More S&P 100 Companies Reporting CSR Progress: Study

More S&P 100 Companies Reporting CSR Progress: Study

By and large, public companies have taken great strides in reporting their sustainability efforts, according to a new report.

Eighty-six percent of companies on the Standard and Poor's 100 Index have corporate sustainability websites, compared to 58 percent in 2005, according to the "2008 S&P 100 Sustainability Report Comparison" from the Sustainable Investment Research Analyst Network (SIRAN), a working group of the Social Investment Forum.

Roughly half produced a sustainability report last year, 26 percent higher than in 2005, when 39 companies issued reports.

"Our hope is that this trend continues, and that more companies realize the full potential of communicating transparently," said Katy Chapdelaine, the report's project manager and senior research analyst at KLD Research & Analytics Inc., which conducted the research behind the report. "Sustainability reporting is an important means through which corporations can communicate challenges, goals, and progress on issues that are critical to their industries and stakeholders."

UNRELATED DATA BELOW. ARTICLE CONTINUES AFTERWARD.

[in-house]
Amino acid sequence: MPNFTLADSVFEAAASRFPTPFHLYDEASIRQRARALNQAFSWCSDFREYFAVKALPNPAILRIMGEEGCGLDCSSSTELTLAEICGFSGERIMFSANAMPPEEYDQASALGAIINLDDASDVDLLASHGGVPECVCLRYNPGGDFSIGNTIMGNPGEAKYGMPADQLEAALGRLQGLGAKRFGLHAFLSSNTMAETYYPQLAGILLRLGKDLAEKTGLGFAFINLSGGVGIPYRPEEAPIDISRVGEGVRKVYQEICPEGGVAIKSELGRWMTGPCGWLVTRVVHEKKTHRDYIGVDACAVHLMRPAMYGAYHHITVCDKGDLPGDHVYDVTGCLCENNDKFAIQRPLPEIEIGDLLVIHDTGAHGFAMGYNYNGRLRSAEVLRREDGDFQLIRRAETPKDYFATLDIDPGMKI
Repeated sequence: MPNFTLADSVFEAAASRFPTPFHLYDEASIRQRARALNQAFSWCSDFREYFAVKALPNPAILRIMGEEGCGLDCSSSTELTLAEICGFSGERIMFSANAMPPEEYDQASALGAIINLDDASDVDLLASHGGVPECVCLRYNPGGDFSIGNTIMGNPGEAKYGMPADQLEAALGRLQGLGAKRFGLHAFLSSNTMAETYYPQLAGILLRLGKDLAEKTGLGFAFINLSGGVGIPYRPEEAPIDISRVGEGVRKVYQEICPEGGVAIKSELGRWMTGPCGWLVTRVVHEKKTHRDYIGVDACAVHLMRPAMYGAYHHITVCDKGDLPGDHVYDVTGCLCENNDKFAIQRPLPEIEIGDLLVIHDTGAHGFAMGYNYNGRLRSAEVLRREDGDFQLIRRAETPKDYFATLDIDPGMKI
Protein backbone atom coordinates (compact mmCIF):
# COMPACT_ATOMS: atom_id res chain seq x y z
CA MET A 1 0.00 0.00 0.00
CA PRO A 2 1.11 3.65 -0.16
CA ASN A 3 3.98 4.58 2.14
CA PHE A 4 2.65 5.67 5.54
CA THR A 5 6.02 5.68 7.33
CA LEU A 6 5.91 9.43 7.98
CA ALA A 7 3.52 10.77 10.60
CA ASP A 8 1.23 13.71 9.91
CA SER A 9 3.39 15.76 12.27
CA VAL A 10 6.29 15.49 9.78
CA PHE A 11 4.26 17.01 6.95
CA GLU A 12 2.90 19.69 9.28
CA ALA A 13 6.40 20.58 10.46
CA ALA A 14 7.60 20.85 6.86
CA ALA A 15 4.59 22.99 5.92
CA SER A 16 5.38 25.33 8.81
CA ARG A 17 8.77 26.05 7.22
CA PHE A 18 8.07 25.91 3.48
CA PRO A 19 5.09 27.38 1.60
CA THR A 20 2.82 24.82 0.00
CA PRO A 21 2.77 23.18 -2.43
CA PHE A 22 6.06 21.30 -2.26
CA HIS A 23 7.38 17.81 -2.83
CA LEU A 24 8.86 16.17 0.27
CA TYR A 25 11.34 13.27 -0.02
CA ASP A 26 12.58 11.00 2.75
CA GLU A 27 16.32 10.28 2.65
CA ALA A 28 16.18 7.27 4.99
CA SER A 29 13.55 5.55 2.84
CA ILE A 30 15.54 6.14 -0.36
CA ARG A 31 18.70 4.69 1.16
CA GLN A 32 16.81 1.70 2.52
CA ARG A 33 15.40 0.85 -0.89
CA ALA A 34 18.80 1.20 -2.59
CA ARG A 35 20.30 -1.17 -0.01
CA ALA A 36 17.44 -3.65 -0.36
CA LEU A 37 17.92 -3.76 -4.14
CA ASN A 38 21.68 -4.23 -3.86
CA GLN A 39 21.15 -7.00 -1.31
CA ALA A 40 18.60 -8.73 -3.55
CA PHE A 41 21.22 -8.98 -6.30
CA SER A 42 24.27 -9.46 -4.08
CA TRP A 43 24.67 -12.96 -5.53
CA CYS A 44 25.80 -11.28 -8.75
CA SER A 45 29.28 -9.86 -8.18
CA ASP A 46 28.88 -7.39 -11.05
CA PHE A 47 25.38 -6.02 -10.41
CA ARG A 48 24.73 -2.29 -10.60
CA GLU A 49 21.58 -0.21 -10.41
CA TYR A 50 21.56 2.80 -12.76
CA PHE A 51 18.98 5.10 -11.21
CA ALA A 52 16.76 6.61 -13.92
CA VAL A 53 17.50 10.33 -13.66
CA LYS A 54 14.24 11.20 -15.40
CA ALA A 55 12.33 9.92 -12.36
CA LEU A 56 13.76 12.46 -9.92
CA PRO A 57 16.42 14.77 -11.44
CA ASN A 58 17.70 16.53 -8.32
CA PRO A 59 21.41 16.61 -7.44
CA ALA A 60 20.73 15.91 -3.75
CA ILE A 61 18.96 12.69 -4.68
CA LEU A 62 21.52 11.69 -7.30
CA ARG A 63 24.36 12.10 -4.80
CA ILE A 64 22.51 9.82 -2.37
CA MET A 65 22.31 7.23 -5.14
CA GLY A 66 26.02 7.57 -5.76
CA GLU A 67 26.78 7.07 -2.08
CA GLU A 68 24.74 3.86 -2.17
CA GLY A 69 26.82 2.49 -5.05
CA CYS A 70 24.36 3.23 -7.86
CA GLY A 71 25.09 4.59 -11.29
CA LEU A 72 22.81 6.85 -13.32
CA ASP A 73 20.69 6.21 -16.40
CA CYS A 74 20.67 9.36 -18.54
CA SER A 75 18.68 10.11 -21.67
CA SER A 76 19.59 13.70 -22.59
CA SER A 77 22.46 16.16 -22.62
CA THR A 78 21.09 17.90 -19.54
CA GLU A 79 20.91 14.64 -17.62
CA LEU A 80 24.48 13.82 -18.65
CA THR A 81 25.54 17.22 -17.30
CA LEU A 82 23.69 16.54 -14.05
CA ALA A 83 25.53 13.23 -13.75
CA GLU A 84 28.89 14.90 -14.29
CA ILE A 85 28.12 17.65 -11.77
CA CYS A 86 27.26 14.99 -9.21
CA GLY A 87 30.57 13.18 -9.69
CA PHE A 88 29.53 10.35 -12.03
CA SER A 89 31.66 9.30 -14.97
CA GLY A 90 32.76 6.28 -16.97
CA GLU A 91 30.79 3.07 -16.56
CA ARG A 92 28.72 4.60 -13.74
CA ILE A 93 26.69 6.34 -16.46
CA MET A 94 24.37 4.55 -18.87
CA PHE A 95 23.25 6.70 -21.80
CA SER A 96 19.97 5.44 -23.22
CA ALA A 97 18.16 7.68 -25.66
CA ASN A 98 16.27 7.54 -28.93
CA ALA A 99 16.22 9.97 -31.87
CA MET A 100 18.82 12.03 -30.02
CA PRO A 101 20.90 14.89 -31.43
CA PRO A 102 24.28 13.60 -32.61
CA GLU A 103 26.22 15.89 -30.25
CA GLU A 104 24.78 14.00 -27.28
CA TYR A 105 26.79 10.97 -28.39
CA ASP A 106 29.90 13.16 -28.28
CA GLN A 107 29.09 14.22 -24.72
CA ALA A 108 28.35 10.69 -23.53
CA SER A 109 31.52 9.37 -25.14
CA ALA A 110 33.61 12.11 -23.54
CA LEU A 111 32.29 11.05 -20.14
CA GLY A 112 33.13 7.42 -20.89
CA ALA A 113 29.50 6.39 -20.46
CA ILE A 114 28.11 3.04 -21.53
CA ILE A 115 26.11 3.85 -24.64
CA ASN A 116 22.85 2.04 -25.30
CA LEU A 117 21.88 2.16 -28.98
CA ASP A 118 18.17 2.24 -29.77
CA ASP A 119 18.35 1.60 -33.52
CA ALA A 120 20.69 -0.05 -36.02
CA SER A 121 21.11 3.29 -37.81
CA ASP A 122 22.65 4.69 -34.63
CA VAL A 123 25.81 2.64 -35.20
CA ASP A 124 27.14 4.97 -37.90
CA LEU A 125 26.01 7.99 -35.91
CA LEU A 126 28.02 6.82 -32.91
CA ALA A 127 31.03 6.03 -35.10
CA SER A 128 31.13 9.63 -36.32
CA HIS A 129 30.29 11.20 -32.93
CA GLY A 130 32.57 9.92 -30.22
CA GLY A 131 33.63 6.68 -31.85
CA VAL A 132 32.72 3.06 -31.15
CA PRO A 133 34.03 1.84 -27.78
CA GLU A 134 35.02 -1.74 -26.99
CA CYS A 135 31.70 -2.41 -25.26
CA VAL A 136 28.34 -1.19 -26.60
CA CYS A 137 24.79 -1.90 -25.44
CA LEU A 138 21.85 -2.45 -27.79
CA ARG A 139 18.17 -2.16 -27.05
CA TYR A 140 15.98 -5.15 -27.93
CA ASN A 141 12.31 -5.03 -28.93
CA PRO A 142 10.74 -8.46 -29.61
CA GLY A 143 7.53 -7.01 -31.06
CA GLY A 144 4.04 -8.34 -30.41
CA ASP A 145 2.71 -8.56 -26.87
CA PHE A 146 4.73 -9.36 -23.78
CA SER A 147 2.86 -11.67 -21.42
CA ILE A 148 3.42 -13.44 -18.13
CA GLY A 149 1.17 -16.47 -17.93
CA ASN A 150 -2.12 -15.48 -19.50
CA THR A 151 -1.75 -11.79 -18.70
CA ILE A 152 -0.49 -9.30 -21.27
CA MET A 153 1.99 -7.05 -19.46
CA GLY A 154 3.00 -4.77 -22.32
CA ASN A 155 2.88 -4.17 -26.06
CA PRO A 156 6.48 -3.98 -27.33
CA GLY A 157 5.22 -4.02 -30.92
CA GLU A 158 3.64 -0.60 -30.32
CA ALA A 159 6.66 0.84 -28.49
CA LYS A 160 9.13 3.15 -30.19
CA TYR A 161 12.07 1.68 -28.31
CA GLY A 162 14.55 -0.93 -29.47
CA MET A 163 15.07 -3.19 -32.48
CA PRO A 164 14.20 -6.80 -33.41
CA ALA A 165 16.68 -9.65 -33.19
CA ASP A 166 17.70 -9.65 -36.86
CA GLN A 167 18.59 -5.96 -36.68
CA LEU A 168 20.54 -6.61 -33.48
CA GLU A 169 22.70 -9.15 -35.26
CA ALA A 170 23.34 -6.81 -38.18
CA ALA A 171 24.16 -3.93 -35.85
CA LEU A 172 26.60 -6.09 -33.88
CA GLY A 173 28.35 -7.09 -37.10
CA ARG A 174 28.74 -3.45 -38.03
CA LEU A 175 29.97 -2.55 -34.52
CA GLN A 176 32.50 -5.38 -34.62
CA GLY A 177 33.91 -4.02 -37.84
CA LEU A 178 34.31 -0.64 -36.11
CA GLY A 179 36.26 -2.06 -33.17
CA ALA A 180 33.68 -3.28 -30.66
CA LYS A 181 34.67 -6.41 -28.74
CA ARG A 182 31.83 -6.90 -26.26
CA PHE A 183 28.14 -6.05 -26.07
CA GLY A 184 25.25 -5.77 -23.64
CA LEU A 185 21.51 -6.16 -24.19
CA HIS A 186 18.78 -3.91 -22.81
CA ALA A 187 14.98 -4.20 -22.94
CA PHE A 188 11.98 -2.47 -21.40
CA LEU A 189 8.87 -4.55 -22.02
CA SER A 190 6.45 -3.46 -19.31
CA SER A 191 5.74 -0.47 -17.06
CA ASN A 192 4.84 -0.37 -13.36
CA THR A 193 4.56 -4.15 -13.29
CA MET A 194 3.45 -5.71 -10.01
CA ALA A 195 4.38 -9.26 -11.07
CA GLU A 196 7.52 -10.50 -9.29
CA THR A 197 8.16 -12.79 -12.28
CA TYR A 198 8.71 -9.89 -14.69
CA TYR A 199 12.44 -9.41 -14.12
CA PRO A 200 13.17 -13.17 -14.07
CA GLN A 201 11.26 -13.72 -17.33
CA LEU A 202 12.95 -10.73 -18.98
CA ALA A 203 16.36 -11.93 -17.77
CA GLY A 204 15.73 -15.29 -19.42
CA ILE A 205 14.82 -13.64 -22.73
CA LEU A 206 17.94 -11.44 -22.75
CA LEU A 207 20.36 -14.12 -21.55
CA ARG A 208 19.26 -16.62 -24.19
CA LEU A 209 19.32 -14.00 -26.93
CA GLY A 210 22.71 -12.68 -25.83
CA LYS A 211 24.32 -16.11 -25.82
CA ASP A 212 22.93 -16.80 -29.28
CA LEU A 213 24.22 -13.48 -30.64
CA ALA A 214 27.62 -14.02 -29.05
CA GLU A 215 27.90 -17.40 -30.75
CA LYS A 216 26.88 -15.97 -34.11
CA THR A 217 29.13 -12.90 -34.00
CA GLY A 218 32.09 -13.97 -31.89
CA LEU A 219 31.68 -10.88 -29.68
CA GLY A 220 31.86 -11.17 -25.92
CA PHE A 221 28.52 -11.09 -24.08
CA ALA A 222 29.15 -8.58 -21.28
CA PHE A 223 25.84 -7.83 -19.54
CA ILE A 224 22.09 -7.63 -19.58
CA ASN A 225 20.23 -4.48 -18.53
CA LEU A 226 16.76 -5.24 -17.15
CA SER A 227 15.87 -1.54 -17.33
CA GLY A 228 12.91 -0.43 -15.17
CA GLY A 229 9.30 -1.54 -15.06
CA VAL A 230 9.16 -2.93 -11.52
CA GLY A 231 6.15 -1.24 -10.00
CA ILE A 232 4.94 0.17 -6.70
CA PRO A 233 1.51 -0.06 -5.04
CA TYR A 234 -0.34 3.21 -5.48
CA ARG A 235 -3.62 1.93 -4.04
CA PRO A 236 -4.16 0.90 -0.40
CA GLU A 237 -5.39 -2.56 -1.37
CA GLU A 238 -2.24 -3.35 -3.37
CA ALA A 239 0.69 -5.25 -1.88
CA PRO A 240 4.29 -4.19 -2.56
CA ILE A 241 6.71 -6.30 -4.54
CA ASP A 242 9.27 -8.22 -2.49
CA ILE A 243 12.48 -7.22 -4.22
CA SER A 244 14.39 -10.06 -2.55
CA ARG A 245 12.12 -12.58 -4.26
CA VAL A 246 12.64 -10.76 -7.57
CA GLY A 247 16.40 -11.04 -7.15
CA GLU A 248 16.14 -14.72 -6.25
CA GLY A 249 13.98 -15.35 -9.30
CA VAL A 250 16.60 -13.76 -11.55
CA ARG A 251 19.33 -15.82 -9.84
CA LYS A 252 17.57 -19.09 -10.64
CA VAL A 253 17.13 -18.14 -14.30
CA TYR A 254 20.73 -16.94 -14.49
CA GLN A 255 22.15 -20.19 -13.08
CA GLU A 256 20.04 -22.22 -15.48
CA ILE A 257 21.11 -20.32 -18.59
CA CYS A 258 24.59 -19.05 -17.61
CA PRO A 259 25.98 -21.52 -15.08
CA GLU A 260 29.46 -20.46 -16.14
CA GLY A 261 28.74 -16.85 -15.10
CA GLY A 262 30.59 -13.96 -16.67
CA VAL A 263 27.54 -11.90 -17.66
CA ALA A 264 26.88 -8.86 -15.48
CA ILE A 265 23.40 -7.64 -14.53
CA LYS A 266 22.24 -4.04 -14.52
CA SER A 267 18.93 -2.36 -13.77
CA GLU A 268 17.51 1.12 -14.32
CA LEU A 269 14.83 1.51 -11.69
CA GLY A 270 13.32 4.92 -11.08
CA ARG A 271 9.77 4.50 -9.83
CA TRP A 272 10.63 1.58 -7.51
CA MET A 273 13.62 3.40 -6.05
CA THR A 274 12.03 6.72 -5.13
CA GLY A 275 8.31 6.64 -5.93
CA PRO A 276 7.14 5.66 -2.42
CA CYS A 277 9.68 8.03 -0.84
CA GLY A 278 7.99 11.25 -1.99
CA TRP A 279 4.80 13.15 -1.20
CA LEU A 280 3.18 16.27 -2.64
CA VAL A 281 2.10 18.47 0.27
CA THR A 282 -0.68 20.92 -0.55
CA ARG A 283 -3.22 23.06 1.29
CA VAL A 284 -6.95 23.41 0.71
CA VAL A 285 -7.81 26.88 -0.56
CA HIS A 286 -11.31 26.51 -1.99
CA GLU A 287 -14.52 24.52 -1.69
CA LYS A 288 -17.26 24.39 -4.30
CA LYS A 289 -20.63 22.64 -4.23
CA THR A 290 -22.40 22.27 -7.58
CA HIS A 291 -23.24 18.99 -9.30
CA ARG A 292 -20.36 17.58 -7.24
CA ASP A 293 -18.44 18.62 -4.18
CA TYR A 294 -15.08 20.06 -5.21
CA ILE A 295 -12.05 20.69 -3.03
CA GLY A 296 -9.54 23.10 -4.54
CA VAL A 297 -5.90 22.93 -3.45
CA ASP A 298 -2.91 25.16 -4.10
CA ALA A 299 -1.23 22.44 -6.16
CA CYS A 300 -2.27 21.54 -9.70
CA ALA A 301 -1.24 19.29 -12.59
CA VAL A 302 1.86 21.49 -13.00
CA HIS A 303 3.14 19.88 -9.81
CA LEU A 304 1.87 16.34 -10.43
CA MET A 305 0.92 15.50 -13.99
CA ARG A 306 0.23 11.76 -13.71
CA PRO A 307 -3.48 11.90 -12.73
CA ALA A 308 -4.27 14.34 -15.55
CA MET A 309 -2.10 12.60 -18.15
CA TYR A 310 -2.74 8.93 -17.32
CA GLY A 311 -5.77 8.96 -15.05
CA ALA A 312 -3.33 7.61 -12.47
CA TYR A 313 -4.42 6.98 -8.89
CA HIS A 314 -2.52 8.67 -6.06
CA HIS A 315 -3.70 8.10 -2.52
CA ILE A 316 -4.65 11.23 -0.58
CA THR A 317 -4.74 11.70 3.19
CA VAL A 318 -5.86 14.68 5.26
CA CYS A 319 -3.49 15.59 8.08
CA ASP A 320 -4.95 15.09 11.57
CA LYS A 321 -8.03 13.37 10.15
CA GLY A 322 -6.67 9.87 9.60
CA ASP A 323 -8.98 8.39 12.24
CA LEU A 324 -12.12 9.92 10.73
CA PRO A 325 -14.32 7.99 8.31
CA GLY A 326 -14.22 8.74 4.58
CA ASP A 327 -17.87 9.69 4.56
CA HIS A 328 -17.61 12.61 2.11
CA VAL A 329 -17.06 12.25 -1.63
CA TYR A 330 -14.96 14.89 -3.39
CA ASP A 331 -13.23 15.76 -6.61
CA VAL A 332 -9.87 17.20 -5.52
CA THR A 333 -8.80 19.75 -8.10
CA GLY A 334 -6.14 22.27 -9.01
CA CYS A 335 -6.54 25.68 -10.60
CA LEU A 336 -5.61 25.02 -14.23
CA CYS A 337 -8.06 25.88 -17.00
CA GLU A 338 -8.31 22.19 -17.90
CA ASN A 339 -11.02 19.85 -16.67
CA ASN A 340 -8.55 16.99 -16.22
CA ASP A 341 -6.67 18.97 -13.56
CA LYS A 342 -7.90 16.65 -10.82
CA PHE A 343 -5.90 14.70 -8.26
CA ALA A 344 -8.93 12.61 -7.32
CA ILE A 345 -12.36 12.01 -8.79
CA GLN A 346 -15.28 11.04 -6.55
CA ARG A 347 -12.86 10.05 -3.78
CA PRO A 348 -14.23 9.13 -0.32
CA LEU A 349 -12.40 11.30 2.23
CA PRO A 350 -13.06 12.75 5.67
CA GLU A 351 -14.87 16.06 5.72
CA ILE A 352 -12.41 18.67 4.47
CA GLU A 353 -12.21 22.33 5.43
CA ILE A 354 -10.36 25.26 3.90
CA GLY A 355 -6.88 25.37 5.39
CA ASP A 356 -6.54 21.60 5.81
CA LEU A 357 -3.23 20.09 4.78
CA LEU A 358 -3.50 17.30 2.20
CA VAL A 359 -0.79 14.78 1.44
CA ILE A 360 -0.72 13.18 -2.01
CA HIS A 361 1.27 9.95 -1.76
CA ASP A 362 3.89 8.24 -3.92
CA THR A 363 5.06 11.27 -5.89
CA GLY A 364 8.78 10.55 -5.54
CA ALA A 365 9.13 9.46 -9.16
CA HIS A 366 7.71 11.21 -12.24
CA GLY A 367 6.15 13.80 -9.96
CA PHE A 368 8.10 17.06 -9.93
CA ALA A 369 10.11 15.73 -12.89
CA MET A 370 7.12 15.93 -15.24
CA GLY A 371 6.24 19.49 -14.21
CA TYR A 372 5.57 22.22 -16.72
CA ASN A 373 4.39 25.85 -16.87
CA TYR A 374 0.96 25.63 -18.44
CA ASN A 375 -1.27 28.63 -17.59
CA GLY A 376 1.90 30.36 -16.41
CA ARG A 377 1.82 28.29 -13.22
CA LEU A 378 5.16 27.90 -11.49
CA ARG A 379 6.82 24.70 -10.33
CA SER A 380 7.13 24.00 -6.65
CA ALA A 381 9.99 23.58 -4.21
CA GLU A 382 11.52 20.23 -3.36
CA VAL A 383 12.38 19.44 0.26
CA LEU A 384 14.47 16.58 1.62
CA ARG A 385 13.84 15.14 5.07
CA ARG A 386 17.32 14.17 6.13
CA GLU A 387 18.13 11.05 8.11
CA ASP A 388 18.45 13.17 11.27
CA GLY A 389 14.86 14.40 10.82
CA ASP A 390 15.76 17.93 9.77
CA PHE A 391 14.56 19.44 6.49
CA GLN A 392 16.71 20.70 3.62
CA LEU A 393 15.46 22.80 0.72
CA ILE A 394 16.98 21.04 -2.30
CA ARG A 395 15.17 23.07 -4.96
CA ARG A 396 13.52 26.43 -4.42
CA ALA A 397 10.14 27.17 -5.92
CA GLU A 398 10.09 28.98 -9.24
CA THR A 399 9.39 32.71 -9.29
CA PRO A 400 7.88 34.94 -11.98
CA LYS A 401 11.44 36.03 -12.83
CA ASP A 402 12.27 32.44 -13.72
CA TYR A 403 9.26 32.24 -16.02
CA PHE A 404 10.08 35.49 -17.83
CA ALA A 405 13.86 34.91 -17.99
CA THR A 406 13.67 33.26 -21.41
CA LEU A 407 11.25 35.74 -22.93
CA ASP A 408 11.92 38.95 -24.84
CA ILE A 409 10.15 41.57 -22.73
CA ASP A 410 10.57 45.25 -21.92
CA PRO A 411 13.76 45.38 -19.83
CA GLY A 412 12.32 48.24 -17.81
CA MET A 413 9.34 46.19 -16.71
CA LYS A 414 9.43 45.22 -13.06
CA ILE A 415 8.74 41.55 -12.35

As more companies see the value of reporting their progress on environmental, social and governance issues, they are also more often adhering to rigorous reporting principles, such as those developed through the Global Reporting Initiative.

Individual companies were judged on having: a separate sustainability website section, annual report, GRI references, GRI content, goals and benchmarks, and accordance to GRI guidelines. The companies with the top reporting scores were Dow Chemical, Ford Motor Co., General Electric, Intel and Weyerhaeuser Corp.

Overall, a third of the S&P 100 companies included a GRI Index in their reports, an increase of 70 percent from the 20 companies that did so two years earlier. But including a GRI Index doesn't guarantee a great report, said Paul Hilton, director of advanced equity research for Calvert Funds.

"It just means the company takes the reporting process seriously," Hilton said.

Going through the process can enable a company to identify sustainability concerns and opportunities, such as risk mitigation and profit potential, Hilton said.

When evaluating reports, Hilton looks for a few key elements, such as a commitment to quantifiable goals, materiality, evidence of stakeholder engagement and overall governance structure. It is also commendable for a company to disclose progress on these goals, even if the progress isn't good.